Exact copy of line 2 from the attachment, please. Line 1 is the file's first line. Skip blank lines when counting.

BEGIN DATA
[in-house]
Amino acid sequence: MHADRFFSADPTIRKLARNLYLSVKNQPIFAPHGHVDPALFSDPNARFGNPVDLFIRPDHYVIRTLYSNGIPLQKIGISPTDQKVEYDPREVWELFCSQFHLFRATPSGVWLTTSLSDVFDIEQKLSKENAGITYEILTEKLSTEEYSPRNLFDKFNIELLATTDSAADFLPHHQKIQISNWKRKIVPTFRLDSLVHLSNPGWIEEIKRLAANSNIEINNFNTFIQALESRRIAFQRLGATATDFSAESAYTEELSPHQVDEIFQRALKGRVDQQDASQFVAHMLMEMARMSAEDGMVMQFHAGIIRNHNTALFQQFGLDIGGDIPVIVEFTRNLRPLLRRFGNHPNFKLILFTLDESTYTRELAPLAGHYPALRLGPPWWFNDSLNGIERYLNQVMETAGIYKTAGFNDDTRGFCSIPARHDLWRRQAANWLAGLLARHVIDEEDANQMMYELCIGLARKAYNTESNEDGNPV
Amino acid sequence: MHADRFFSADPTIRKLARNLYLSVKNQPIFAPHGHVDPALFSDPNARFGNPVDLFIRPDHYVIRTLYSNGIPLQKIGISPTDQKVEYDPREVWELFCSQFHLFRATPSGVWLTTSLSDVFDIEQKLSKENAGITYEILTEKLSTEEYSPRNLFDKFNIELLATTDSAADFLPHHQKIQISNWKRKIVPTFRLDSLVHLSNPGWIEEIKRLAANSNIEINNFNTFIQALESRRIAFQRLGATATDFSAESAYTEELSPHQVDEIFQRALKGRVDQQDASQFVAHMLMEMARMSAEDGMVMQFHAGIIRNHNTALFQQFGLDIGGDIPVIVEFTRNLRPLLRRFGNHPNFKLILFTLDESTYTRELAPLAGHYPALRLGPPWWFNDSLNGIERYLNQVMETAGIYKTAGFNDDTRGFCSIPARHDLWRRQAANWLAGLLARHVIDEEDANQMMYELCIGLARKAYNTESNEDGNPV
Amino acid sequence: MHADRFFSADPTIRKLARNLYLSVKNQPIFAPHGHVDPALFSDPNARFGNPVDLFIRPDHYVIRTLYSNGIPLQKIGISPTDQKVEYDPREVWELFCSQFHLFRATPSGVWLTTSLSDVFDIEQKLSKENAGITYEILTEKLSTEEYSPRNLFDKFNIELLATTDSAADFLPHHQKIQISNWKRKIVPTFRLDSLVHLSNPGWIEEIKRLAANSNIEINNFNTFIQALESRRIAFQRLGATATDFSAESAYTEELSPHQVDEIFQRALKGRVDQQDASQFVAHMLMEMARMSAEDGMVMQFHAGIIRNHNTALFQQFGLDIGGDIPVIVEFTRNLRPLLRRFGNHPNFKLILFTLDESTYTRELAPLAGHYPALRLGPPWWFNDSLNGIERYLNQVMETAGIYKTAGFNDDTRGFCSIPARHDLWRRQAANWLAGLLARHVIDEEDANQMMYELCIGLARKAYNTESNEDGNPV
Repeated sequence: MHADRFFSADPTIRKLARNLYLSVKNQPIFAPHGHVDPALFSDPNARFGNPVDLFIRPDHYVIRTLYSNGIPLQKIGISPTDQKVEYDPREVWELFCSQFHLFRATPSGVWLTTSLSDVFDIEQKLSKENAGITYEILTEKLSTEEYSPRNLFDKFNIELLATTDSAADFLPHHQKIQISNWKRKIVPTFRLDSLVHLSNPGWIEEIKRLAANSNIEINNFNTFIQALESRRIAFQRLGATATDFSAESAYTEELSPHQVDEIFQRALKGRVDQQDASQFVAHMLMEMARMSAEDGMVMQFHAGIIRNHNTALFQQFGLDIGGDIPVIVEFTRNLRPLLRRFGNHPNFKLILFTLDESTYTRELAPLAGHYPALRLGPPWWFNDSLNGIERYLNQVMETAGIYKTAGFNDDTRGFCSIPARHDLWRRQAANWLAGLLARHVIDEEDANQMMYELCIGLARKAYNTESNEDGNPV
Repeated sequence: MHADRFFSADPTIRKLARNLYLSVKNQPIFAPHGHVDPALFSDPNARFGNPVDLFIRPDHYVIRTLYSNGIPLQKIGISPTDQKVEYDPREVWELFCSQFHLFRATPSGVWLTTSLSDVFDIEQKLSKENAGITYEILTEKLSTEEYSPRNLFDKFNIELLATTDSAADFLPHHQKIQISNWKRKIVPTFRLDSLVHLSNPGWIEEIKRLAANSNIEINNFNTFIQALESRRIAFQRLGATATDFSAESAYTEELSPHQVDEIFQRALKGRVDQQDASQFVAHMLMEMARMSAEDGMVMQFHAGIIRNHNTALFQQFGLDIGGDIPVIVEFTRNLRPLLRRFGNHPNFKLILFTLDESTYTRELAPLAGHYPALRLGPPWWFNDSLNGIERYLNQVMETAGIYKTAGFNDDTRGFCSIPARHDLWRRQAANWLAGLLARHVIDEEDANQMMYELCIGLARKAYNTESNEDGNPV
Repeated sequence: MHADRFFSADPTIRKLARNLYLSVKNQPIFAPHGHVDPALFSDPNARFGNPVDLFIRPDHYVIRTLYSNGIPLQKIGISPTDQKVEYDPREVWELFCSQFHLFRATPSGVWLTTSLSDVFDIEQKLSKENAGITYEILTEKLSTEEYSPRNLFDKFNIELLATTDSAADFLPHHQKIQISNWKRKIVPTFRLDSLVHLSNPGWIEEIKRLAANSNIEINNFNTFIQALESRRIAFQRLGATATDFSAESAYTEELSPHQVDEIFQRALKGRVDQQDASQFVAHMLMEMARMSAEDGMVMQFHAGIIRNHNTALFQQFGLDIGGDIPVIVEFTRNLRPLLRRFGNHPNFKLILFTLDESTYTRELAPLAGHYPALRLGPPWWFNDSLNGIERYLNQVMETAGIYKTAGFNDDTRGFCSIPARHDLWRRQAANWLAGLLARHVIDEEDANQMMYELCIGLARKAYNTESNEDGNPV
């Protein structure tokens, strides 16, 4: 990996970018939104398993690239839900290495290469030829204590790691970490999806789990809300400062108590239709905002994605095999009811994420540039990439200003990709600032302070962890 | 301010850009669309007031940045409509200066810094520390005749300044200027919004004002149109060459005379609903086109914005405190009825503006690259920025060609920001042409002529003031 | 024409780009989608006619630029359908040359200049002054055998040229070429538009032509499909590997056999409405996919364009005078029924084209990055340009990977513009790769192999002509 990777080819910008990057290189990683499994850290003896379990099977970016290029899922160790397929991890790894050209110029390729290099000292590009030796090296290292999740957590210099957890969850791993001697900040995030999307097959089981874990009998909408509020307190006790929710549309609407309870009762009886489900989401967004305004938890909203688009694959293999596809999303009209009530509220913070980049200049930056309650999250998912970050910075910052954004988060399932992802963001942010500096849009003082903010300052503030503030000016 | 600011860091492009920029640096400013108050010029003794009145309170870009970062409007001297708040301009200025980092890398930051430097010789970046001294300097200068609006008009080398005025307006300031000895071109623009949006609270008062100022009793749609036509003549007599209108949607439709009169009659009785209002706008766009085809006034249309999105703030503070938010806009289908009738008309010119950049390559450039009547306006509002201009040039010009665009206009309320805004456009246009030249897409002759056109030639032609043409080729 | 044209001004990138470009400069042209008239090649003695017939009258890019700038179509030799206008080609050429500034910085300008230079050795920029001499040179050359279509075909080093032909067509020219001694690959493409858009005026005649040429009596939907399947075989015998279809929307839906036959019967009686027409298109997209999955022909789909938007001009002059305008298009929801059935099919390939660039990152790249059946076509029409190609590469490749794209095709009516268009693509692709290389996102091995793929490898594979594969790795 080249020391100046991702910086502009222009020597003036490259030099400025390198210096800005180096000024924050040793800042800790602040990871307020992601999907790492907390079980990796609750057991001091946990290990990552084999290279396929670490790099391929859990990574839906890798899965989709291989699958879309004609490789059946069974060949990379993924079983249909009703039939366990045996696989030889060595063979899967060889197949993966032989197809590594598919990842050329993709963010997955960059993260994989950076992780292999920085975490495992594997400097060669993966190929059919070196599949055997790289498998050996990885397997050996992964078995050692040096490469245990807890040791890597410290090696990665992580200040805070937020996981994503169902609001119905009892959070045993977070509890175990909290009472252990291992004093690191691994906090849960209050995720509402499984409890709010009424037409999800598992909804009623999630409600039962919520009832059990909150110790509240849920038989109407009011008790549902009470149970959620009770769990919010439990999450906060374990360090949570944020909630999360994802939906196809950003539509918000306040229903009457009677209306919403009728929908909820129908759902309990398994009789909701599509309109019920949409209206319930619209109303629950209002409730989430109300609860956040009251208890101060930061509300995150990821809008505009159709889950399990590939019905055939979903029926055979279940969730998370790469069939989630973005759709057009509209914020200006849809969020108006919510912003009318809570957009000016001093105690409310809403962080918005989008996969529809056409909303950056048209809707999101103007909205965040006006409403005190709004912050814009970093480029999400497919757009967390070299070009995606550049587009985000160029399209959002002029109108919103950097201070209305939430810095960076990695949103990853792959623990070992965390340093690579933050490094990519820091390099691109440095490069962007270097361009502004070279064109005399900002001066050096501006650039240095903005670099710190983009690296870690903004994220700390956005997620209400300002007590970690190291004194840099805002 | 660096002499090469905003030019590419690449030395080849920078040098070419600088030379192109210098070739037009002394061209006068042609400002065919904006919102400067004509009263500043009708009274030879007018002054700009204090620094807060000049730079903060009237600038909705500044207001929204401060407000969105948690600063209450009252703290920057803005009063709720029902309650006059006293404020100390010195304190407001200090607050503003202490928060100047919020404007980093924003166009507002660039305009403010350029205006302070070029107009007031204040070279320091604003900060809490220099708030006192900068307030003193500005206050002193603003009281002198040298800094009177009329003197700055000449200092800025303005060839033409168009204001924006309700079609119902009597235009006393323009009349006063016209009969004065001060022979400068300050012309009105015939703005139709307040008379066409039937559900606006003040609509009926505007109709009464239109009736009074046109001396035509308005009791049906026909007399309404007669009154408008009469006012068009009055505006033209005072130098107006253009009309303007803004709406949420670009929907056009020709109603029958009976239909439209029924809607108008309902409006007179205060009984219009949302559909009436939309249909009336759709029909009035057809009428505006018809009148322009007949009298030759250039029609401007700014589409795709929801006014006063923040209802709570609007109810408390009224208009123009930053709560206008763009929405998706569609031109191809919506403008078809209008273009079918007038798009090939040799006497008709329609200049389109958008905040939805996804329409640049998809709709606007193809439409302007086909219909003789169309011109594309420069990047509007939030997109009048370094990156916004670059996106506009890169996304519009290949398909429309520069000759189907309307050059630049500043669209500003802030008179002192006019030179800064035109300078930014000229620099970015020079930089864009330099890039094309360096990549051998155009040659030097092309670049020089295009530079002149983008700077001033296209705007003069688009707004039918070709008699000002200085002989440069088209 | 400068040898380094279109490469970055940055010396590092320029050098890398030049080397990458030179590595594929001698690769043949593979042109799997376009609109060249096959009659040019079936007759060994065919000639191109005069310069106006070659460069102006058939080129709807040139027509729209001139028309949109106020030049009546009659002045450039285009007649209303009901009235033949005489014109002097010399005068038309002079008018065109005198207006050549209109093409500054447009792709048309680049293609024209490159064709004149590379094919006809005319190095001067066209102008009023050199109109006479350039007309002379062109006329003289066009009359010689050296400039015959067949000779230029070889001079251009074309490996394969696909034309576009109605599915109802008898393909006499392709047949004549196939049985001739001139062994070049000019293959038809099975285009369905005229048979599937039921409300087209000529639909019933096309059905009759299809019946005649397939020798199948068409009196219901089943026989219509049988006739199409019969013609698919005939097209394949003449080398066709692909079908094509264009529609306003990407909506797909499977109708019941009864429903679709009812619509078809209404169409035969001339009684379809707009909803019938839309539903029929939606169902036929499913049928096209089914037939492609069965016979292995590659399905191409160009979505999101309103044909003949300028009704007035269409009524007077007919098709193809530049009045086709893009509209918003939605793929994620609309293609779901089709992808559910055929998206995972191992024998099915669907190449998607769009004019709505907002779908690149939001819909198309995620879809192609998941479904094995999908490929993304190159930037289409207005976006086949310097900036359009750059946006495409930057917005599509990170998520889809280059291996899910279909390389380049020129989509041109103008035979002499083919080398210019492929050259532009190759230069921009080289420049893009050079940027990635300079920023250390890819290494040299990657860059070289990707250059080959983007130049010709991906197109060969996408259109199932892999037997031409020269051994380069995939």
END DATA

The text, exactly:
Amino acid sequence: MHADRFFSADPTIRKLARNLYLSVKNQPIFAPHGHVDPALFSDPNARFGNPVDLFIRPDHYVIRTLYSNGIPLQKIGISPTDQKVEYDPREVWELFCSQFHLFRATPSGVWLTTSLSDVFDIEQKLSKENAGITYEILTEKLSTEEYSPRNLFDKFNIELLATTDSAADFLPHHQKIQISNWKRKIVPTFRLDSLVHLSNPGWIEEIKRLAANSNIEINNFNTFIQALESRRIAFQRLGATATDFSAESAYTEELSPHQVDEIFQRALKGRVDQQDASQFVAHMLMEMARMSAEDGMVMQFHAGIIRNHNTALFQQFGLDIGGDIPVIVEFTRNLRPLLRRFGNHPNFKLILFTLDESTYTRELAPLAGHYPALRLGPPWWFNDSLNGIERYLNQVMETAGIYKTAGFNDDTRGFCSIPARHDLWRRQAANWLAGLLARHVIDEEDANQMMYELCIGLARKAYNTESNEDGNPV